After 90 minutes in Union Square and an hour stay in the Strand bookstore today, I went with my visiting parents to a nearby Starbucks.
The place was packed at 3:30 in the afternoon, as people still apparently aren't over this Starbucks fad. I eventually found a small, round table near the back, just below an exit, and we settled in for what would likely be a half-hour stay or so, a chance to recuperate from a long day on our feet. My dad mentioned that in Strand he'd seen a couple of interesting books on Stalin. We talked a bit about the dictator and his dirty deeds. The conversation sparked a memory of a superb novel I recently read called Child 44.
Set in Stalin's Russia, the book centers on an officer pursuing a serial killer, despite the best efforts of the government to cover up the fact there is someone killing children. It's a great read, if extremely depressing, and shines a light on that time and that place, even if it's not a history book.
As the conversation ended, a man standing on the walkway above us said, "I couldn't help but overhear your conversation about Stalin. I've got a great book for you to read."
Great. A friendly New Yorker, offering book advice. He'll give us the name, then return to his coffee. He started talking again.
Ten minutes later, I was searching for a way for us to escape. The only words I'd said the entire time since he began talking were, "Uh, huh. Wow. Yeah" and, "I know." After a minute or two it became obvious that the guy - middle-aged, glasses, Yankees cap - was a bit off. He was extremely nice, but gave off the vibe that he might have previously spent some time on a corner or a subway loudly talking about God and conspiracy theories. Now he talked slowly, and deliberately, sometimes struggling to find the right word.
We never did get the book title that started his side of the conversation. But that didn't matter. Whatever troubles he has operating smoothly in society, the man had brains. And he was a man who had obviously read a lot of books. And he had passion for his subject.
He took us through much of Stalin's history, as my parents sipped their coffees and politely offered their ears for his lecture. Stalin killed Lenin, this guy believes, most likely with a mushroom that's readily available in Russia. Stalin probably used a pharmacist ally of his, and even though countless people said it wasn't murder, it probably was. Stalin surrounded himself with people who were willing to kill anyone, whether it was citizens of any age or his own advisers. These people would kill without thought or mercy, and it's amazing Stalin had that type of power over people.
The guy was a buff. Of Soviet history. Of Stalin. And Lenin. Of medicine. He had fascinating information, even if the delivery dulled the effect.
Being that there were two-and-a-half Minnesotans sitting at the table, no one had the gumption to interrupt the dissertation. If we had let him, he'd probably still be talking, and by this time - nearly 1:30 in the morning - he'd be into Gobachev's reign and glasnost. By 6 a.m., maybe he would have gotten to Putin.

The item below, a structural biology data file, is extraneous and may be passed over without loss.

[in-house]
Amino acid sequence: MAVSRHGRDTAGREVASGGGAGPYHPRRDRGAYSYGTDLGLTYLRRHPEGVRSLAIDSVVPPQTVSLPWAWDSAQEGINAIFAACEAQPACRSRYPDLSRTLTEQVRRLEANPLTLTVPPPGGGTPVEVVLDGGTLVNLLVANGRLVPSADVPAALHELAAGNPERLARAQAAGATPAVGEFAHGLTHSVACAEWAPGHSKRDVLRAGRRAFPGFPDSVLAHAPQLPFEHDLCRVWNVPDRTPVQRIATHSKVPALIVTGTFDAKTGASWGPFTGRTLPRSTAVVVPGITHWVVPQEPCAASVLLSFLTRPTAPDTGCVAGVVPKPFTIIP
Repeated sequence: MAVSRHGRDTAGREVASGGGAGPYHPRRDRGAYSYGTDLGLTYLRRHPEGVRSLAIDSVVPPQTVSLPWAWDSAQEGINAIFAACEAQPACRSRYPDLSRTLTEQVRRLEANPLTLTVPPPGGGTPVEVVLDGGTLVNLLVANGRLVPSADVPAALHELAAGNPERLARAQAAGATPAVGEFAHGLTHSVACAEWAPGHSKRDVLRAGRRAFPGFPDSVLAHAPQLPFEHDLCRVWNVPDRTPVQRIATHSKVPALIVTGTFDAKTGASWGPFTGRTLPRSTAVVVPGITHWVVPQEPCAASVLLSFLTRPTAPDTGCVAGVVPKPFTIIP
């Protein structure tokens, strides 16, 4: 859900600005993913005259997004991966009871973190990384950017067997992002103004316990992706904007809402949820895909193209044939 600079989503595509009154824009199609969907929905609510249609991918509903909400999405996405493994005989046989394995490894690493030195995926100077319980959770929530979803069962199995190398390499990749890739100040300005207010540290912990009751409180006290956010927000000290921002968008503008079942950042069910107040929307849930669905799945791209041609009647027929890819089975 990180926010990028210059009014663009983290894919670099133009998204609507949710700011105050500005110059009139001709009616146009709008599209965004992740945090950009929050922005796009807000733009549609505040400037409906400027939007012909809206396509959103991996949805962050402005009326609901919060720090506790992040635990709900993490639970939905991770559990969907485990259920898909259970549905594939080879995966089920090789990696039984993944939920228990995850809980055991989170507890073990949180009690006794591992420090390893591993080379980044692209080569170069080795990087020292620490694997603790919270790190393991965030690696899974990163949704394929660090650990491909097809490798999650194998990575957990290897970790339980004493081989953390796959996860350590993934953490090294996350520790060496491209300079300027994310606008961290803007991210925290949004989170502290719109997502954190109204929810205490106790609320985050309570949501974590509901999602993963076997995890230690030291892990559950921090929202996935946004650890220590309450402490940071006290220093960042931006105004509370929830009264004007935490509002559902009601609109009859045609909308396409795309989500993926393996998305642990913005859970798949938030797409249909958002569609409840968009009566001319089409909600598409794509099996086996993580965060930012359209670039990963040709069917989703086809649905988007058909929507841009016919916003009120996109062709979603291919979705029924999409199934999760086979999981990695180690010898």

Eventually I put my sweatshirt on, hoping he might take it as a hint that we were getting ready to leave. His ensuing comments on the way Stalin used concentration camps indicated he didn't pick up on the sign. Finally I said to my parents, "We should probably get going," and we started to leave. I thanked him for the information and he went one way as we left another.
Out on the street, a tough-looking guy who appeared to be homeless, yelled out, "Hey, Freddy!" Freddy stood a few foot in front of us. It was our guide through the dark years of Stalin's ruthless reign. Freddy's face lit up as he greeted his friend.
I don't know what Freddy and the other guy talk about during their long days in Manhattan. For all I know they do talk about politics and the past. Maybe his friend is as captive an audience as we were. But if they don't talk about those things, and instead focus perhaps on their neverending struggles, I'm glad we were there to listen to him today.
Imagine being a street smart and book smart person, a guy who's probably read thousands of books. Your mind is filled with knowledge and perspectives on some of the most important events in the world's history. But the only people you get to spend a lot of time with aren't interested in your theories about Lenin's death. And even if they are, they might get sick after the 100th telling of the same story delivered in the same monotone voice. There's no outlet for your knowledge.
For ten minutes at least, Freddy had a new audience. But he gave as much as he got out of it. He did have an encyclopedic knowledge of a subject that does interest me. He taught me some tidbits I'd never heard before. Like all good teachers, he inspired. Back home tonight, I looked up some information on Stalin and Russia.
There are countless Freddy's throughout the country. But New York is probably one of the few places where he can bring a little Stalin to a Starbucks and deliver his lines to people who are willing to listen, if not as eager by the end of the discussion.
Wherever Freddy is tonight, I hope he has a captive audience. Even if it's just for 10 minutes.